Objectives: Owing to the challenges in obtaining pancreatic biopsies, pancreatic resection for presumed malignancy is often performed without histological confirmation. As a result, benign lesions are sometimes surgically removed. One such condition, which is poorly defined in the literature, is referred to as lipomatous pseudohypertrophy (LPH) of the pancreas. Methods: Five cases of LPH were analyzed. Results: Four patients underwent surgical resection, 3 of which were diagnosed preoperatively by radiology as having ductal adenocarcinoma. The fourth case was correctly interpreted by magnetic resonance imaging as LPH, but the patient underwent resection because of the intractable pain due to pancreatitis. The fifth patient has been placed on watchful waiting.Two tumors were in the pancreatic head, one in the tail, one in the uncinate process, and one demonstrated diffuse involvement. Microscopically, they were characterized as having normal lipocytes without lipoblasts or inflammation. Within the adipose tissue, scattered microscopic foci of pancreatic parenchyma could be seen. CONCLUSION: Lipomatous pseudohypertrophy of the pancreas is a distinct entity characterized by localized/diffuse replacement of pancreatic parenchyma with mature adipose tissue. It forms a pseudotumor that may be difficult to distinguish clinically from pancreatic adenocarcinoma. This entity should be considered when evaluating patients with a new diagnosis of a hypodense pancreatic neoplasm on imaging.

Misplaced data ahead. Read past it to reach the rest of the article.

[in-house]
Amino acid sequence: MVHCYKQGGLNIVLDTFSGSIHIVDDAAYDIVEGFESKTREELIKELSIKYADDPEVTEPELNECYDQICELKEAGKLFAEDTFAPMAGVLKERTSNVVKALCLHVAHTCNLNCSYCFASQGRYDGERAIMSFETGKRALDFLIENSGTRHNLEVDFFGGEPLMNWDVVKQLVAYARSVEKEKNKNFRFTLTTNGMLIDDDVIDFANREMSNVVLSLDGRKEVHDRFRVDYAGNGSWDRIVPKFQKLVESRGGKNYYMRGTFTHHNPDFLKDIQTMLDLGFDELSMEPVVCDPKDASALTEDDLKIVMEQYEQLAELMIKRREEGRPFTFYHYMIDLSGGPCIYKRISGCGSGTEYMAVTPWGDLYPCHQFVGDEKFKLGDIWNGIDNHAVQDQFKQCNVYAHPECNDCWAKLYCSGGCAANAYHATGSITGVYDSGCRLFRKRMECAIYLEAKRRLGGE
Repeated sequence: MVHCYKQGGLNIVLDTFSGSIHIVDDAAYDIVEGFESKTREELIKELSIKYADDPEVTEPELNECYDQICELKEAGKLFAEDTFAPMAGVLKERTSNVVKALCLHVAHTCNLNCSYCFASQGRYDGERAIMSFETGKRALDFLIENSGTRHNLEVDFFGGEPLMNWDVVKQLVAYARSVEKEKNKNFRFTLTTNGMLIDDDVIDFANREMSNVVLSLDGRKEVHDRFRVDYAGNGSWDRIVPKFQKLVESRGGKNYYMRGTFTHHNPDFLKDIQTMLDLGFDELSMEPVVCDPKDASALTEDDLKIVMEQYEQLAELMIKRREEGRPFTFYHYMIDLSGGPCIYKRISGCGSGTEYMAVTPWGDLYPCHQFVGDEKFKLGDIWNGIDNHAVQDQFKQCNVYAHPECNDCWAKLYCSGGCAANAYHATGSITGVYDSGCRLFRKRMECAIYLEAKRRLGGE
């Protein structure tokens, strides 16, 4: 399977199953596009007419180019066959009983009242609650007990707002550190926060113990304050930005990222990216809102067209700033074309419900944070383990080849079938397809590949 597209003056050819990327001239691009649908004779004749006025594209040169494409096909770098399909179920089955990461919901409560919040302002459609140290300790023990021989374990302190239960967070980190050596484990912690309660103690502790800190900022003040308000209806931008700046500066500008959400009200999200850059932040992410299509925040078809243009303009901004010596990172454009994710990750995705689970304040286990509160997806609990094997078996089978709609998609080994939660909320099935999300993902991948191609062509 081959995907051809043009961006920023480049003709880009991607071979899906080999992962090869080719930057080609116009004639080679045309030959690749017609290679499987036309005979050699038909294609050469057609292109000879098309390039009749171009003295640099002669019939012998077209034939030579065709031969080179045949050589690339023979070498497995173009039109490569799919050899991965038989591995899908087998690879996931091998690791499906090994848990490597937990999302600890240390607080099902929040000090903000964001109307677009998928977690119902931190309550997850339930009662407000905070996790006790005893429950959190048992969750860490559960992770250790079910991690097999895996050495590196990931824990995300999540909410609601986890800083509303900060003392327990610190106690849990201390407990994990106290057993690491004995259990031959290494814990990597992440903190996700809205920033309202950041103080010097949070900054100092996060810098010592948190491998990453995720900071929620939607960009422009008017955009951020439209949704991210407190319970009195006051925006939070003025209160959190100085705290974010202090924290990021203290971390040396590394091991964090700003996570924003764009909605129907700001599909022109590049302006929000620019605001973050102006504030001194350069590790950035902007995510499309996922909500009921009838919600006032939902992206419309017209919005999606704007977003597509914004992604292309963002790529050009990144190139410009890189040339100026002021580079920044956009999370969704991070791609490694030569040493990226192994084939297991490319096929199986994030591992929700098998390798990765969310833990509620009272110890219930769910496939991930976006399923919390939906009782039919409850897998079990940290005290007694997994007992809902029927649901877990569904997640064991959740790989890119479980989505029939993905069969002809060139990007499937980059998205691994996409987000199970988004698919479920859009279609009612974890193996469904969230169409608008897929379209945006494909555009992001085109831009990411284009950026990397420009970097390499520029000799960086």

- Lipomatous pseudohypertrophy
ASJC Scopus subject areas
- Internal Medicine
- Endocrinology, Diabetes and Metabolism